The American Society of Addiction Medicine was established in 1954. It represents more than 5,000 physicians and other clinicians who specialize in addiction medicine. They work closely with government agencies such as the National Institutes of Health and the Substance Abuse and Mental Health Services Administration, and they are specifically interested in research and treatment of addiction as a brain disease and the role of physicians in treatment. ASAM defines addiction in this way:

Addiction is a primary, chronic disease of brain reward, motivation, memory and related circuitry. Dysfunction in these circuits leads to characteristic biological, psychological, social and spiritual manifestations. This is reflected in an individual pathologically pursuing reward and/or relief by substance use and other behaviors.

Addiction is characterized by inability to consistently abstain, impairment in behavioral control, craving, diminished recognition of significant problems with one’s behaviors and interpersonal relationships, and a dysfunctional emotional response. Like other chronic diseases, addiction often involves cycles of relapse and remission. Without treatment or engagement in recovery activities, addiction is progressive and can result in disability or premature death.7

The disease model provides a framework and a research agenda for addiction medicine. Because it is a medical model, it also grants a context for the use of medications and development of pharmaceuticals to treat addiction. In the chronic brain disease model, common treatment interventions include medications, cognitive behavior therapy, motivational interviewing and self-help groups such as 12-step programs.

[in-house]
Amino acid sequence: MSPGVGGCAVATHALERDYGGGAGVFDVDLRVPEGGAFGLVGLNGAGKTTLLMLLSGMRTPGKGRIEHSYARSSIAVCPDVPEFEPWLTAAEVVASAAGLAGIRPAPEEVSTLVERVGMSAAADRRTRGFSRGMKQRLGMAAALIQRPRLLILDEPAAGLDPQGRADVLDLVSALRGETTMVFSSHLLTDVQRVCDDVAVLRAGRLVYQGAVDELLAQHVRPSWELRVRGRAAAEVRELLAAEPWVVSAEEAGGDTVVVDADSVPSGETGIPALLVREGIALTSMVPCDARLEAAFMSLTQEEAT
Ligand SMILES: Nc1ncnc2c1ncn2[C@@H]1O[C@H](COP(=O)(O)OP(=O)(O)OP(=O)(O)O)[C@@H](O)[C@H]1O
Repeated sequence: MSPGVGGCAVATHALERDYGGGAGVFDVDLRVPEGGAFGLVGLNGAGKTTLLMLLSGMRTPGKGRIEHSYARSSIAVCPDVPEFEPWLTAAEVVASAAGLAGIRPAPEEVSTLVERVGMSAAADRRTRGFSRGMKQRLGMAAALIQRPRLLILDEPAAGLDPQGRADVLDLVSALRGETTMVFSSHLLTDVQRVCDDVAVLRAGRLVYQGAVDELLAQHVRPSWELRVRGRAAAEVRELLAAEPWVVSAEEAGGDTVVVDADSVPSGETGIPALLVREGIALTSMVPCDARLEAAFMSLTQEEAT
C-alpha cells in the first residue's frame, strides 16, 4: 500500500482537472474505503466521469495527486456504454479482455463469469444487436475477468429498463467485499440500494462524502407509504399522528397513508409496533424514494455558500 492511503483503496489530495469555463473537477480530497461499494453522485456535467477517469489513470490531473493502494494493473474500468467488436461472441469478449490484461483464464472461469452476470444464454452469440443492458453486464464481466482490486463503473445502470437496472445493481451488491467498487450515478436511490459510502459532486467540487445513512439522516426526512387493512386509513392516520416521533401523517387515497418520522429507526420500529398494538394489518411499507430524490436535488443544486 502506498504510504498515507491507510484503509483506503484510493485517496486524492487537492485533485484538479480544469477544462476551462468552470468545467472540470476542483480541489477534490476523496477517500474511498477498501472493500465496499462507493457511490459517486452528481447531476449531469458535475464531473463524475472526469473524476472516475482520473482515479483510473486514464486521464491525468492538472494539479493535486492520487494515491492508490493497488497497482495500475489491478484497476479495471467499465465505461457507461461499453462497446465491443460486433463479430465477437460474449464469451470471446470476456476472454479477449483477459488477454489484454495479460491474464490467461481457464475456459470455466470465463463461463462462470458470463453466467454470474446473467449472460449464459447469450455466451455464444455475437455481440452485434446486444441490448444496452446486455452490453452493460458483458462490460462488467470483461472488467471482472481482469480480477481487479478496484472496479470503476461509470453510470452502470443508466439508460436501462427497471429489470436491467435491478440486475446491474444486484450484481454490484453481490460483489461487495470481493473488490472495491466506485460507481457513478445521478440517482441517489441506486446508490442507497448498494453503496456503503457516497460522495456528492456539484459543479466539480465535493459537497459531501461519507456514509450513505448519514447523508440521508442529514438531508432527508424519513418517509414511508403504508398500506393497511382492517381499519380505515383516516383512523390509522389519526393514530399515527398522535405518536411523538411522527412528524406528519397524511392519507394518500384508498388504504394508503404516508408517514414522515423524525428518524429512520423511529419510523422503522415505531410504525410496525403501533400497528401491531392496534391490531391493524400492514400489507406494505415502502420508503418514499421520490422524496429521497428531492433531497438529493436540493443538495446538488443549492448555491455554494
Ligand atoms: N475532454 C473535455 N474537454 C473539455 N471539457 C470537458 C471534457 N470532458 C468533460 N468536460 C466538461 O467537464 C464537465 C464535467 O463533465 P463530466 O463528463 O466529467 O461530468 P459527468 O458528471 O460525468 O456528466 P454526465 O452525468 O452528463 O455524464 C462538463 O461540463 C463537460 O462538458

GENETIC PREDISPOSITION
The American Society of Addictive Medicine argues that about 50 percent of addiction risk can be attributable to genetics, which is then combined with environmental factors.8 The addictive agents frequently studied for genetic links have included drugs, foods, sex, video gaming and gambling. Any of these can lead to an addicted state through the same neurobiological pathways found in drug addiction.

Evidence from family, adoption and twin studies has shown genetic aspects to both starting the use and continuing the use of addictive agents, particularly in the transition to problematic use.9 Starting use has been more strongly linked with environmental factors and peer group, whereas continued use and addiction have been found to have stronger genetic links than starting use.10